Robert Sheehan and Ben Barnes in KILLING BONO (Photo: Arc Entertainment)

Directed by Nick Hamm
Produced by Ian Flooks, Hamm, Mark Huffam & Piers Tempest
Written by Dick Clement, Ian la Frenais & Simon Maxwell, based on the memoirs I Was Bono’s Doppelganger by Neil McCormick
Released by Arc Entertainment
UK/Ireland. 114 min. Rated R
With Ben Barnes, Robert Sheehan, Krysten Ritter, Martin McCann & Pete Postlethwaite

Killing Bono is a surprisingly broad but otherwise enjoyable Behind the Music-type of comedy about frustrated musicians making frustrating choices as seen through the coke-smeared lenses of the 1980s Dublin and London underground music scenes. Despite its title, it should appeal mainly to U2 fans for its reverently humorous take on the band’s teenage years and to others who yearn for the days of demo tapes, stirring power pop ballads, and what must have been a global gender identity crisis working itself out through men’s fashion.

If rock critic Neil McCormick’s Telegraph article is anything to go by, the movie, based on his memoirs, is a largely made up (and sexed up) account of his early struggles to be a pop star living in the shadow of his much more successful classmate and childhood friend Paul Hewson, otherwise known as Bono. In the film’s version of events, Neil (Ben Barnes) sabotages his career and that of his loyal brother, Ivan (Robert Sheehan), whom he prevents from joining Bono’s high school band (then called the Hype) as a guitarist in the late 1970s. Guilt-ridden for basically robbing his younger brother of worldwide fame, and madly envious of his school chum, Neil makes a run of terrible decisions, which eventually spoil his own band’s chances and leave him a lonely, drunken mess who comes close to making the title come true. (Spoiler alert: Bono lives.)

This is in fact the sort of movie that will break the audience’s patience, causing audience, so appalled by the stupidity they see on screen, to talk out loud to the character. Repeatedly, Neil does the indie music equivalent of that bit in a horror film when someone goes upstairs alone to check out a mysterious noise. He spurns an offer to sell a song to Rod Stewart out of misguided notions of artistic purity, gets a loan from an Irish mob boss, is driven out of his band after sleeping with his producer’s wife, and finally turns down an offer from U2 to open for them at a Dublin concert (“I’d rather play for 500 of my fans than 50,000 of yours,” he tells Bono). The last remark drew audible, angry reactions at the screening I attended.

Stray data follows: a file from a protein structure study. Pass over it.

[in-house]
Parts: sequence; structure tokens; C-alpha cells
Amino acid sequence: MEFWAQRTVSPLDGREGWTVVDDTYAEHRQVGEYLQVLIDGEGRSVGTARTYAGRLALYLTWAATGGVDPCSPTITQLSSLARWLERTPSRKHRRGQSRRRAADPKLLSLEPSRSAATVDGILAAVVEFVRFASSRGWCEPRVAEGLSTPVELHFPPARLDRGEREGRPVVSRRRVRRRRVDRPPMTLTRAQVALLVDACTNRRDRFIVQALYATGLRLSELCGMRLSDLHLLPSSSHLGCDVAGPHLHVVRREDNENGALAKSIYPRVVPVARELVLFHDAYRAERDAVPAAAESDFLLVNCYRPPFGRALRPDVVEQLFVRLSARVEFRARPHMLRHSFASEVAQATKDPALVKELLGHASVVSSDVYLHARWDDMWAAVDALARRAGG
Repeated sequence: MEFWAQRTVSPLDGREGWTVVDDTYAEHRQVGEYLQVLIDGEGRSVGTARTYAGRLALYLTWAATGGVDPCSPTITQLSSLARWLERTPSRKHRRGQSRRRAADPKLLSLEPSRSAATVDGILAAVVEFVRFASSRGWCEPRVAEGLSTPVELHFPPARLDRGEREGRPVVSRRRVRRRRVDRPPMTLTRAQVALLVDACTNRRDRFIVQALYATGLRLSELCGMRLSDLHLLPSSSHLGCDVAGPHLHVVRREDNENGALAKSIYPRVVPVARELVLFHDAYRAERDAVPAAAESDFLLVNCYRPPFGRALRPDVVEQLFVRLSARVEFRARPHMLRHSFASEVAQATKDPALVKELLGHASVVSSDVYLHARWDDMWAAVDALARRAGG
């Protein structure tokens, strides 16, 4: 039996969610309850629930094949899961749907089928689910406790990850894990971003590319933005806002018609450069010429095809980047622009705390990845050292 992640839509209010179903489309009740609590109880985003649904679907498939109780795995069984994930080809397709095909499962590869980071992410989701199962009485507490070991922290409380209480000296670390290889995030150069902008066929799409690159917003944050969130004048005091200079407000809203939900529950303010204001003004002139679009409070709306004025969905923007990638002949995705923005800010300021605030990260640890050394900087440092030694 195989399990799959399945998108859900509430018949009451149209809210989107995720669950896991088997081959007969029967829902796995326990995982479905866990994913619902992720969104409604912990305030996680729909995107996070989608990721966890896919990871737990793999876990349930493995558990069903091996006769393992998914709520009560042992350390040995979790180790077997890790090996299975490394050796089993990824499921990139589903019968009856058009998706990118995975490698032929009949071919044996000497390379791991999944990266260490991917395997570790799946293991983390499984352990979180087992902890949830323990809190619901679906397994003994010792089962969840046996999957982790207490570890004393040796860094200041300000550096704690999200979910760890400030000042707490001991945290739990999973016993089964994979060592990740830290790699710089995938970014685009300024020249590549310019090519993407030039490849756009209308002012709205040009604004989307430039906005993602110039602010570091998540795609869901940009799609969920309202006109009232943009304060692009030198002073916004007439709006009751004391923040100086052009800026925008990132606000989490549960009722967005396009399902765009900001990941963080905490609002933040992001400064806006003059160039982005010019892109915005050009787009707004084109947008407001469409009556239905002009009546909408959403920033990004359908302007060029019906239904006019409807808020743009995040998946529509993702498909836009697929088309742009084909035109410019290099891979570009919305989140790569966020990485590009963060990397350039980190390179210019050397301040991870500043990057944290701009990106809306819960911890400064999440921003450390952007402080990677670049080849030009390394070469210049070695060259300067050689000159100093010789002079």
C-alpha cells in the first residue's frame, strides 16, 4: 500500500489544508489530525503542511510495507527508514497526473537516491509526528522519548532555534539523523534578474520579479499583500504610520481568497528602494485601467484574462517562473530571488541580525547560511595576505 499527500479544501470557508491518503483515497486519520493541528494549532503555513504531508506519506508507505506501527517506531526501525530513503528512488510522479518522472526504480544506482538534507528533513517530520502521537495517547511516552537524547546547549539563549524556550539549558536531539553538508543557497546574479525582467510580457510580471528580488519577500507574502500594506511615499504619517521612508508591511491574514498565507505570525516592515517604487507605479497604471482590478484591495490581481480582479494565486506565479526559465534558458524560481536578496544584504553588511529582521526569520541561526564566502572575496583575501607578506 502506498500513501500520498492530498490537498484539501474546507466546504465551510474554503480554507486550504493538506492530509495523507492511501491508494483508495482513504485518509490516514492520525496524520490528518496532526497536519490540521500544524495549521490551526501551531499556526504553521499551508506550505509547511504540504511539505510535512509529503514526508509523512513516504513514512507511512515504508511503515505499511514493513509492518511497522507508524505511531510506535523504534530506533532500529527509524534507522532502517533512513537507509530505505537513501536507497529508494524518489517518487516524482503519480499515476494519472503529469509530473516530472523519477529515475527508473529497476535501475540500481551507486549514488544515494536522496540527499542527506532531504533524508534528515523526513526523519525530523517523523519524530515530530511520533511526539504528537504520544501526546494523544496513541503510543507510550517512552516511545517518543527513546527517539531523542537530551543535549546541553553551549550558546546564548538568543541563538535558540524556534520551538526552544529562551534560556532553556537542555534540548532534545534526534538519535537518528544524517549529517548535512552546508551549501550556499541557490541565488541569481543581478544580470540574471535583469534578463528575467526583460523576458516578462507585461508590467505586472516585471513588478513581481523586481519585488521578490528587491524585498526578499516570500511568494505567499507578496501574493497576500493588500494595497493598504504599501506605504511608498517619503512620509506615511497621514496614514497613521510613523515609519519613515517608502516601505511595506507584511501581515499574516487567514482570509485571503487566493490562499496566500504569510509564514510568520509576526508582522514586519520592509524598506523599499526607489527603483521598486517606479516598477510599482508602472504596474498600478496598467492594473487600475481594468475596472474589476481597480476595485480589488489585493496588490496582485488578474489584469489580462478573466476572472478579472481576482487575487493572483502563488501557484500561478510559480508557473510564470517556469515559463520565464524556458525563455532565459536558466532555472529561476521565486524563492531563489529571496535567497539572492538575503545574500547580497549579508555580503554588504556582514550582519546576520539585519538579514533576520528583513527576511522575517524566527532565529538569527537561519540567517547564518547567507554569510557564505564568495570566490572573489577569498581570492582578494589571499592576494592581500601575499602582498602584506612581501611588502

If this seemingly very low-budget feature has a main failing, it is that it’s actually rather corny. As directed by Nick Hamm and written by Dick Clement, Ian la Frenais and Simon Maxwell, it has an unmistakable sitcom vibe, and the humor is often broad to the point of cartoonish. By my count, there are at least two scenes where Neil is thrown out of a club and into a pile of trash (surely this gag can be retired forever from the movies at this point?). Also, Barnes is a handsome, likable presence, but his performance veers from controlled weirdness to sort of vaudeville panic—such as when the murderous mob boss threatens to do something ominous to Neil in his bathtub. (It should be noted that Clement and la Frenais wrote The Commitments, another Irish musical saga. But this isn’t in the same league.)

More successfully, Killing Bono drums up nostalgia for the early 1980s music scene. The brothers McCormick have lives in the movie that are meant to be wretched but are actually sort of appealing. For example, their supposedly filthy London apartment, owned by an aging and refined gay bon vivant (the late Pete Postlethwaite, in his final role), is a huge sprawling space that probably only a hedge fund manager could afford now. Plus, the clothes are amazing (cravats!).

Perhaps Killing Bono’s biggest feat is it makes Bono seem like a really great guy (helped by Martin McCann’s spot-on performance). Although he doesn’t get much screen time, he comes across as unbelievably generous and understanding, never forgetting the little guy and still able to poke fun at himself after making it big. Again, never mind the title—Bono is the only one here who emerges unscathed.

(Music note: one rerecorded tune by the Hype is heard. Most of the rest—such as the McCormicks’ songs—apparently were written for the production by Irish songwriter Joe Echo and performed by the cast.)